• L J King

    >I love all the information you share, thank you.

    I'm well trained by my computer geek brother, so I back up regularly onto multiple devices (external drives and a website).

    Excel sheets are used to track every thing (Expenses, queries).

    I've set up the whole 'business' and written a book (Not in that order). Now I need an agent, then a publisher, so I can have income to track as well.

  • Bethany

    >For query tracking, I use a matrix designed in Word 07.

  • Kathryn Magendie

    >I'm having to become much more organized about record-keeping now that there are more expenses, royalties, advances, and all that jazz. After scrambling this tax season, and the last, to pull together records, I'm more determined than ever to find a way to keep track of everything!

  • Kathi Lipp

    >Two months ago, the house two doors down from us had a huge fire (we live in townhomes) that caused damage in other homes as well. Two days ago, my next door neighbor had a water pipe burst when she wasn't at home and flooded the house. (And yes, at this point we are just waiting for the locust…)

    After each disaster, my first thought was "Thank God no one was hurt." My second thought? "Thank God for Mozy." I know I've been asked "What is the first thing you would grab in a fire?" Well, having been in one, I didn't grab anything – just made sure my hubby and the dog were safe. (The fact that we didn't know our college son was upstairs sleeping and Roger ran back in just to make sure – we won't discuss that…)

  • Kathleen L. Maher

    >I've never heard of query tracker. Thanks. Will check it out.

  • Carolyn

    >When I was in the querying stage, I tracked everything in a database (I'm a database administrator by day job). Very helpful.

    My CPA charges me $225 to do my return. I track all my income and expenses in excel and send that to her at tax preparation time. Throughout the year, I email her when I have writing income and she sends me the quarterly estimated tax form all filled out so I know how much to send Uncle Sam. We sat down and had a detailed discussion about what I can deduct and what documentation I needed.

    It's worth the $225, believe me. Even if you're not yet earning income, you will greatly benefit from good tax advice.

    Every internet generated receipt (that's writing related) gets printed to pdf, saved in a Tax[YEAR] folder and emailed to gmail where I tag it with a tax[Year] label.

    I just wish I were better about logging my paper receipts. I never file as early as I should (since I get refunds) because of the pain of all the logging. I'm working on that this year.

  • Katrina L. Lantz

    >Thanks, Rachelle! I had not thought about this yet, except for keeping track of my queries. Your information is always pertinent and helpful.

  • ReallyRashida

    >I'm just starting so I'm not at this stage yet. But good advice for the future! :)

  • Michael Joshua

    >LOL – being a Controller (accountant) is what pays my bills. Writing feeds my passion. I use Quickbooks Pro and track everything from entry fees, seminars, conferences, books I need and subscriptions as well as income from the web content article payments. At least the web content is paying for my postage, copies, etc. for queries. Querytracker takes care of the querying process.

  • Jennifer Roland

    >I use Excel, but you might also look at Google documents. I've been happy with it fr word processing, and I'm sure a simply submissions tracking spreadsheet would work just fine.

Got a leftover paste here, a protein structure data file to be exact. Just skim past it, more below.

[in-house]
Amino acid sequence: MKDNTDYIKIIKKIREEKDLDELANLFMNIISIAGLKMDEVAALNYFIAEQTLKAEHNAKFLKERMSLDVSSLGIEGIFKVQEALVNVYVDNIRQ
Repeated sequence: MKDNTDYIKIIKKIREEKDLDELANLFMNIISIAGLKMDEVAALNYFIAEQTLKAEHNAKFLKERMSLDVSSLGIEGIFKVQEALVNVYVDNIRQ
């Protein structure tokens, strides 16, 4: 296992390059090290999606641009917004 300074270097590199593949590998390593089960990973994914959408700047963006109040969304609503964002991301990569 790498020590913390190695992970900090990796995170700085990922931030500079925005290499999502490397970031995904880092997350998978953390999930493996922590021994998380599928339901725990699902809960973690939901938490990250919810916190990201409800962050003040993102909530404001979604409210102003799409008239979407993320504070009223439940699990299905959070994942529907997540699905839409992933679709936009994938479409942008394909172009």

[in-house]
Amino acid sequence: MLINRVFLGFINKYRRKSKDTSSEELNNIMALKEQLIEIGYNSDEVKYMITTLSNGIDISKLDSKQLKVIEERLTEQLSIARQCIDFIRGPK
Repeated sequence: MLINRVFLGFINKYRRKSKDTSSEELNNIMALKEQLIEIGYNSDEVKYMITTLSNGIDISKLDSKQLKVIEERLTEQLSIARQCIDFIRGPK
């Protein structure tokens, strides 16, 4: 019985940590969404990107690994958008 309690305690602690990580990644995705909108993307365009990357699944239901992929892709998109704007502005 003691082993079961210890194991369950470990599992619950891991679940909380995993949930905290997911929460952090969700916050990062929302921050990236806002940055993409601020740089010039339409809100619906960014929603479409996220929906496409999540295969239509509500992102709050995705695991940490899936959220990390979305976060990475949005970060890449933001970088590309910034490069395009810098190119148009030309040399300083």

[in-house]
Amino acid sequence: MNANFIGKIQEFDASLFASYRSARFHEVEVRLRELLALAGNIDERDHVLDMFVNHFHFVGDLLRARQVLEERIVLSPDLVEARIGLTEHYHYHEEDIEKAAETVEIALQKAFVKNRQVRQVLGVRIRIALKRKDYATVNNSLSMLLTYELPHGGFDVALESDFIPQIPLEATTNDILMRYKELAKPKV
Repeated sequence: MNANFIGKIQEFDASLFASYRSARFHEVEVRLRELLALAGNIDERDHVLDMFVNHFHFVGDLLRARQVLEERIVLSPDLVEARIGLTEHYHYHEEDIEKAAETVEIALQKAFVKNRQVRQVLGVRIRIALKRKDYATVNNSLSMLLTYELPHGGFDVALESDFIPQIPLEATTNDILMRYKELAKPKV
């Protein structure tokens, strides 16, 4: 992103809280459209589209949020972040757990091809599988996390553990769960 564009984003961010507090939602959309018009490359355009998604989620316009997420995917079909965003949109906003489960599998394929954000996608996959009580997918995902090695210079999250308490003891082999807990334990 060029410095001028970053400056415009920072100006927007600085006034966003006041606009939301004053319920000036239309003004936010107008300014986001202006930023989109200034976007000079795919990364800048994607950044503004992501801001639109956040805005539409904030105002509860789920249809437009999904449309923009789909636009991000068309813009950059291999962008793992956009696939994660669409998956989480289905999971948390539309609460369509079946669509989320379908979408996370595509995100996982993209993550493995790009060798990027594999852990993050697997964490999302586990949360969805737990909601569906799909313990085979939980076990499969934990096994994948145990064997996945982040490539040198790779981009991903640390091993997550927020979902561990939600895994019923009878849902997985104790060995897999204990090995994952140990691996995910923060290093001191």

• Horserider

    >For my first queried novel, I used a spreadsheet with different tabs to keep track of unqueried agents, sent queries, rejections, and requests. For my current novel in querying, I'm using Querytracker.

  • Madeleine Rex

    >I haven't started querying yet (still in the editing stage), but when I do, I'll probably use QueryTracker AND a document on my computer. Just back-up.

  • amber polo

    >So, everyone is worrying about queries and no one keeps track of books sold???

  • Mechelle Fogelsong

    >I keep my rejection letters filed in alphabetical order, by the last name of the agent.

    But if I was to start all over again, I would organize them by the name of the agency instead of the agent's name. Why? Because I fear that I might be accidentally querying more than one agent at an agency at once, and that's a big no-no.

    Also, when I get advice or a significant tip about an agent (via online interviews or their own blog posts), I write these tips down on the outside of the envelopes. Before I query that agent for my latest novel creation, I look back at all the stuff I wrote on old rejection letter enevelopes.

  • Anonymous

    >You should't have to "reglularly back up the entire contesnts of your computer," but only the files which have changed. With a 500GB HDD, backing up the whole drive can take more than 8 hours!

  • Anonymous

    >For most of us here, Excel is more than enough to handle the bookkeeping. The more you sell, the more complex it will get, but until you have roaylties and sub rights for multiple language versions, ebooks + HC + MPP for multiple books at once coming in, it's pretty simple to keep track of.

  • Rachelle

    >Anon 2:51 — Yes, an external hard drive like the Maxtor automatically backs up all the changed or new files, as often as you set it for. But the results are the same: everything is backed up.

  • Priya Parmar

    >i am just starting to realize the importance of keeping good records. my novel is coming out next feb and i have been paid both halves of my advance and now i have to keep every receipt as i am self employed and basically i am already terrified of next april 15 so thank you for the wonderful advice!

  • Lisa

    >Thanks for this. Both your post and the comments are extremely helpful.

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    The title of your blog: (Keeping Track of Things | Rachelle Gardner) seemed intresting so thats how I ended up here!